Some facts and stats:
* PTAWUG utilizes the 2.4ghz and 5.8ghz public spectrum using mostly Mikrotik equipment.
* The IEEE 802.11a (5.8Ghz) standard is preferred over IEEE 802.11b or IEEE 802.11g (2.4Ghz) as commercialization in the 2.4Ghz range over recent years is a cause of high noise levels (measured in SNR or Signal to Noise Ratio), especially with commercial service providers distributing ADSL WiFi Modems freely with their service contracts, [ Free Modem Bundles] .
* There are 240km of point to point backbone links running on PTAWUG, mostly using 27dbi grid antennas and running at 54mbps.
* Network throughput may vary from a few KB/second up to as much as 4MB/second depending on factors including network load, signal strength, signal quality and route length.
* The Open Shortest Path First OSPF routing protocol is used to build and distribute the routing table between the highsites with static routing used for last mile routing purposes.
* The community are constantly testing and trying different wireless QoS implementations. By using mainly Mikrotik equipment, PTAWUG manages to successfully prioritize TCP/IP and UDP packet types.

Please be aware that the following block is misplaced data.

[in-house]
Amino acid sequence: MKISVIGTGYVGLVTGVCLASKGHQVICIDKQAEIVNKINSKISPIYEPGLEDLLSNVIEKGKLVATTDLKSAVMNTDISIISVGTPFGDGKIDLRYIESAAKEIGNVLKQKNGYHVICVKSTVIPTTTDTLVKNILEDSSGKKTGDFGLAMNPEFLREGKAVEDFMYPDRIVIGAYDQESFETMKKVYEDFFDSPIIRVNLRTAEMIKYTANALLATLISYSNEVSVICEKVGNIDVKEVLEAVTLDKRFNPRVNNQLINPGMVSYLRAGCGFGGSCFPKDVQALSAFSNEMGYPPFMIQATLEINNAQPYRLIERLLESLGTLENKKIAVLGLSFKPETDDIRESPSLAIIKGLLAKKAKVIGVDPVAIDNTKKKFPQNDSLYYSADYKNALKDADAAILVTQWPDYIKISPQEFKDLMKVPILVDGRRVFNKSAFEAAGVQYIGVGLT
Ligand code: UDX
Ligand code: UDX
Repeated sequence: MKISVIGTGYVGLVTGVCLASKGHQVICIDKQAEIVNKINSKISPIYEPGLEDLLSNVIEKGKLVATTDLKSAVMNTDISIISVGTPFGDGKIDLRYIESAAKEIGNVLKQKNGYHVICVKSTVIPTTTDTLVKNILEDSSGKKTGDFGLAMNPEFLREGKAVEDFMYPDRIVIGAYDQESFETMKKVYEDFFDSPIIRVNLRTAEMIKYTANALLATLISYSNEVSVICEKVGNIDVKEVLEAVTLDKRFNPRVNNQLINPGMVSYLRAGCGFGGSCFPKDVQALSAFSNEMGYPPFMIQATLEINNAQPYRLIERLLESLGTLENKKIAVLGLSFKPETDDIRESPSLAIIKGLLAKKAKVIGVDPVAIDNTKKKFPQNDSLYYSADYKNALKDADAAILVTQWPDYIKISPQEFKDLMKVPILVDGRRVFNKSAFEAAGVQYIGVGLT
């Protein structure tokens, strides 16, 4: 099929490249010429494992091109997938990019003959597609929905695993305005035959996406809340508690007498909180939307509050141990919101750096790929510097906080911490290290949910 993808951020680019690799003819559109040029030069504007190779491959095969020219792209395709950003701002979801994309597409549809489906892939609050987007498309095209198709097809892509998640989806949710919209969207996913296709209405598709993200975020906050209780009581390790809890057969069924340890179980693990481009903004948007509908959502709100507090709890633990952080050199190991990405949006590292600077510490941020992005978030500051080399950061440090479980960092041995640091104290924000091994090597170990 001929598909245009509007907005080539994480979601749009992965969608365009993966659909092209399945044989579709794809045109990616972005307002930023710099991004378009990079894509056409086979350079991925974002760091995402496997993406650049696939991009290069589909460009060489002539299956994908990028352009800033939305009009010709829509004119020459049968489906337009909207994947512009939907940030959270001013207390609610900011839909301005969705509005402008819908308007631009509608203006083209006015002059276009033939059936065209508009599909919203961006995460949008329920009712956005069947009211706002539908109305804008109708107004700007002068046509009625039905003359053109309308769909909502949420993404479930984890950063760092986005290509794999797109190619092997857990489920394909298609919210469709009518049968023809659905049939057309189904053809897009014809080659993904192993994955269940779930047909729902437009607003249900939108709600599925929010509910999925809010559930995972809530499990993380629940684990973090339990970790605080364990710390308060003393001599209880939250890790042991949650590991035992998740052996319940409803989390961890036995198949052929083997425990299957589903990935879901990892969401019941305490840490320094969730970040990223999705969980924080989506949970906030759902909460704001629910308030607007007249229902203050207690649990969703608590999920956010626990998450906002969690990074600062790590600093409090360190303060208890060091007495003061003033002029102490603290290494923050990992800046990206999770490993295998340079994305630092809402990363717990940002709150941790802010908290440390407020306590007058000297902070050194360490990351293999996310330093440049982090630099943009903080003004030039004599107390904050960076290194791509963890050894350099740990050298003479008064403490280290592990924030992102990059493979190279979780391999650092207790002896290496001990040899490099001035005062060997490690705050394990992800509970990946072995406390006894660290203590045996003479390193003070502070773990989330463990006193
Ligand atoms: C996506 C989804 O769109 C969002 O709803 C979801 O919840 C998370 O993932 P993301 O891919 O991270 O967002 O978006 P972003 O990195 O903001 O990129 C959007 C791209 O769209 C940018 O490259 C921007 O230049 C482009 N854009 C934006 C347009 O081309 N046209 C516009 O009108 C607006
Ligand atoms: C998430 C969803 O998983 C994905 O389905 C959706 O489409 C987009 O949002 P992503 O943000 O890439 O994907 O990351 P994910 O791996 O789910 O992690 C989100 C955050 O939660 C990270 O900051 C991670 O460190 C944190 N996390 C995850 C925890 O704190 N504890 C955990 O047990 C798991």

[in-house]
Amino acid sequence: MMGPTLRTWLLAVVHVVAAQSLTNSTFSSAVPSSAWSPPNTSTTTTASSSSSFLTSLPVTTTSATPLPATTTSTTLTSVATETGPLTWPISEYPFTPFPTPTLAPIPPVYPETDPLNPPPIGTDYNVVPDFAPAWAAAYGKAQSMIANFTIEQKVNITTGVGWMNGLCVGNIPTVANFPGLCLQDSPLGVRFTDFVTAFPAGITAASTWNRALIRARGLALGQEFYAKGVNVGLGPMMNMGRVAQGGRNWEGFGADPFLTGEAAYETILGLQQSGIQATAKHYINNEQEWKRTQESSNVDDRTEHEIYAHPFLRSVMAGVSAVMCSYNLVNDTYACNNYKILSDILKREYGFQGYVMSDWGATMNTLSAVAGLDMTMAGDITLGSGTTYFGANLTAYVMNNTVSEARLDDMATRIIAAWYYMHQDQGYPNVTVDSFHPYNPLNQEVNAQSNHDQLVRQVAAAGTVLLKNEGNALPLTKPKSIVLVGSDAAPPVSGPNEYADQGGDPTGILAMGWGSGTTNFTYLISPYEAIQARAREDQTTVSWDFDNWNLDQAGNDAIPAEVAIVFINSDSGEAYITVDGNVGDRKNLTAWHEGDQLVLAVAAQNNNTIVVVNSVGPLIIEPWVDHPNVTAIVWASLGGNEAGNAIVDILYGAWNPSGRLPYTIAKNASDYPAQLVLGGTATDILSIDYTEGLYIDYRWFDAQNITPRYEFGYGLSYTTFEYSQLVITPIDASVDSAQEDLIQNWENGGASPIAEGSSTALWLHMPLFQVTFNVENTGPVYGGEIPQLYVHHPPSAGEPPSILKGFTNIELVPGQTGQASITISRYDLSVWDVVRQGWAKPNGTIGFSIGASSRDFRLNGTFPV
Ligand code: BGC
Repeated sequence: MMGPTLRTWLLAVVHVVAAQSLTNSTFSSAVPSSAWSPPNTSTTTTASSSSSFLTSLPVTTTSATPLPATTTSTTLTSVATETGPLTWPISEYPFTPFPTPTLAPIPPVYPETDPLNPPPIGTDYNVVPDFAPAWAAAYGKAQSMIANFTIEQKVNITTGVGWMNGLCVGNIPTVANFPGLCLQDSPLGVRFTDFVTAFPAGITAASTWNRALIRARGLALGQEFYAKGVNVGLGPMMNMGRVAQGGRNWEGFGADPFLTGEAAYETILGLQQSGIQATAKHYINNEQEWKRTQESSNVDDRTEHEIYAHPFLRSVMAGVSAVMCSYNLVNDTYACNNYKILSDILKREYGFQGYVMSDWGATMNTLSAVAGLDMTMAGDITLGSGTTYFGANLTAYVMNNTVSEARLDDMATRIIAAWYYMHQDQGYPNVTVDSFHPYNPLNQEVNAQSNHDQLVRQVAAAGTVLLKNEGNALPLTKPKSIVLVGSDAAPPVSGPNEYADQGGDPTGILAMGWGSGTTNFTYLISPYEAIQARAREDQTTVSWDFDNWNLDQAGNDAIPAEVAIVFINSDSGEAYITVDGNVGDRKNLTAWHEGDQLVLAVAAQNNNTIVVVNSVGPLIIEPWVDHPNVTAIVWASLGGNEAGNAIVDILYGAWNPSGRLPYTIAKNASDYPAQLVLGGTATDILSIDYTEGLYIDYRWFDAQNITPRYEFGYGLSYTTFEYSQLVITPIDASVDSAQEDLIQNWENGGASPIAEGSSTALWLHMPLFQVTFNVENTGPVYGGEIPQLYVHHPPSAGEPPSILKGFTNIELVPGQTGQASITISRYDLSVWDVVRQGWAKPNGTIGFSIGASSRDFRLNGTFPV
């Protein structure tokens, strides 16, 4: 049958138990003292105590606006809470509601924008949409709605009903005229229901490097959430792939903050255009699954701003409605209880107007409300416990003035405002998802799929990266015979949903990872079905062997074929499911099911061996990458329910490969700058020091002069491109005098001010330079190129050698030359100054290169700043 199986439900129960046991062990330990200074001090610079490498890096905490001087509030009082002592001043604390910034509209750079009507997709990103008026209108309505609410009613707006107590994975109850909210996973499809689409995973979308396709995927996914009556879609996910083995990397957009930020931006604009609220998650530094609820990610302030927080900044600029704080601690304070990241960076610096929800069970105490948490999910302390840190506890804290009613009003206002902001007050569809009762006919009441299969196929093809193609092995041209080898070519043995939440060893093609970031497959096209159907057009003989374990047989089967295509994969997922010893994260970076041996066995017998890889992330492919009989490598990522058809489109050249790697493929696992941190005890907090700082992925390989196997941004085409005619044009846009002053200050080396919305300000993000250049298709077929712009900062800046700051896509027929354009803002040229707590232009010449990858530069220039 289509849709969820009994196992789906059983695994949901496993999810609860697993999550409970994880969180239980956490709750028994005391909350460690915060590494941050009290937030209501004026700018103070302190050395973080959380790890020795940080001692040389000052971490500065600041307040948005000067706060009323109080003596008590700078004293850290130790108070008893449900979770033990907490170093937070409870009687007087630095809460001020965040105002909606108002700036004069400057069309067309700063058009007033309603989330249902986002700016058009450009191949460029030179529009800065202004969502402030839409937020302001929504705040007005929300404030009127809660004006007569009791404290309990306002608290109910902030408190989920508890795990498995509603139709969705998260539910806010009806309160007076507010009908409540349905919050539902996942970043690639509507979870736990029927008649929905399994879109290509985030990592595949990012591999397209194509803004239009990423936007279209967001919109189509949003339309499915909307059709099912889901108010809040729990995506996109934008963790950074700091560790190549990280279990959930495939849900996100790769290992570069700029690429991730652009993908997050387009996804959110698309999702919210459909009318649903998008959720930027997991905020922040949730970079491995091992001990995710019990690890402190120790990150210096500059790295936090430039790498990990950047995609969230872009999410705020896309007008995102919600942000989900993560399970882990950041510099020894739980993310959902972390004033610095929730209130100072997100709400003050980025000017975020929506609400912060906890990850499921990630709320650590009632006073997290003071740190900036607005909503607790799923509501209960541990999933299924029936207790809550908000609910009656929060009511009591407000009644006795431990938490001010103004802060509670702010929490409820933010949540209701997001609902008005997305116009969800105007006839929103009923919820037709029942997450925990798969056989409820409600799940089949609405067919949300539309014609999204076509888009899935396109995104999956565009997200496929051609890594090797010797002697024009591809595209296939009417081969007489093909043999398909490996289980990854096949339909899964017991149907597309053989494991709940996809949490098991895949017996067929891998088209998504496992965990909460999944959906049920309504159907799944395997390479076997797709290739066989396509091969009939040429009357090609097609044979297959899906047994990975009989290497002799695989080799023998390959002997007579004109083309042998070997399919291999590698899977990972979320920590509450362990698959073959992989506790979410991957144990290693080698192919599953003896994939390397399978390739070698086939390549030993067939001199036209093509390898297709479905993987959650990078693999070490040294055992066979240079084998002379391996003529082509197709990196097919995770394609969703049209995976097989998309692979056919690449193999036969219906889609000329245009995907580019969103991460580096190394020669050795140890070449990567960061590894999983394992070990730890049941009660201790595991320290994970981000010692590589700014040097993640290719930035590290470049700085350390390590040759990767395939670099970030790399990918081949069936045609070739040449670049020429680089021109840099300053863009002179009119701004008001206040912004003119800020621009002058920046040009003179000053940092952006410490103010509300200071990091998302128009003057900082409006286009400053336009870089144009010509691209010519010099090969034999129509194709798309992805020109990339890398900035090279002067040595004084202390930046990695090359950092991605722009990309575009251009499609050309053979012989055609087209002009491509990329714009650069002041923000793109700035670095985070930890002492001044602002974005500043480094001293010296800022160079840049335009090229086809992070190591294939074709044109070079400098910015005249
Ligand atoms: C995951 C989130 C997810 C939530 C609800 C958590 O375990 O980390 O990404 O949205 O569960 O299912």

* The current QoS solution used is a port of the Mikrotik developed WMM protocol.


The Pretoria Wireless Users Group works closely with the Johannesburg Area Wireless Users Group - they have two links running between them - 22km and 40km. PTAWUG also swap ideas with Cape Town Wireless Users Group and Durban Wireless Community.

JAWUG and PTAWUG might merge in the future and form Gauteng (the province in which Pretoria and Johannesburg are located) Wireless Users Group - GAUWUG


In the past year the network has exploded from 4 users to 130+ users, all helping each other, playing games, sharing tips etc.The network grows at the rate about 10 new users a month. PTAWUG has also extended its network by connecting to several other wireless networks including JAWUG (Johannesburg Wireless Users Group). The exponential growth is mainly attributable to the free-for-all and open community principals governing PTAWUG, as users contribute their time, income and knowledge freely without hindrance of a governing body. The vast interest in IT and ICT amongst a very broad range of South Africans, coupled with the limitations in affordable South African commercial communication solutions further ensure rapid growth of PTAWUG, and other South African wireless user groups.

Other South African Wireless User Groups

* CTWUG - Cape Town Wireless Users Group
* Jawug - Johannesburg Wireless Users Group
* DWC - Durban Wireless Community
* BFNWUG - Bloemfontein Wireless Users Group
* PCN - Potchefstroom Community Network
* PEWUG - Port Elizabeth Wireless Users Group


* Pretoria Wireless User Group
* South Africa Wireless User Groups
* Meraka - Wireless Africa
* - Free networks gain ground, MyADSL, South African Technology News website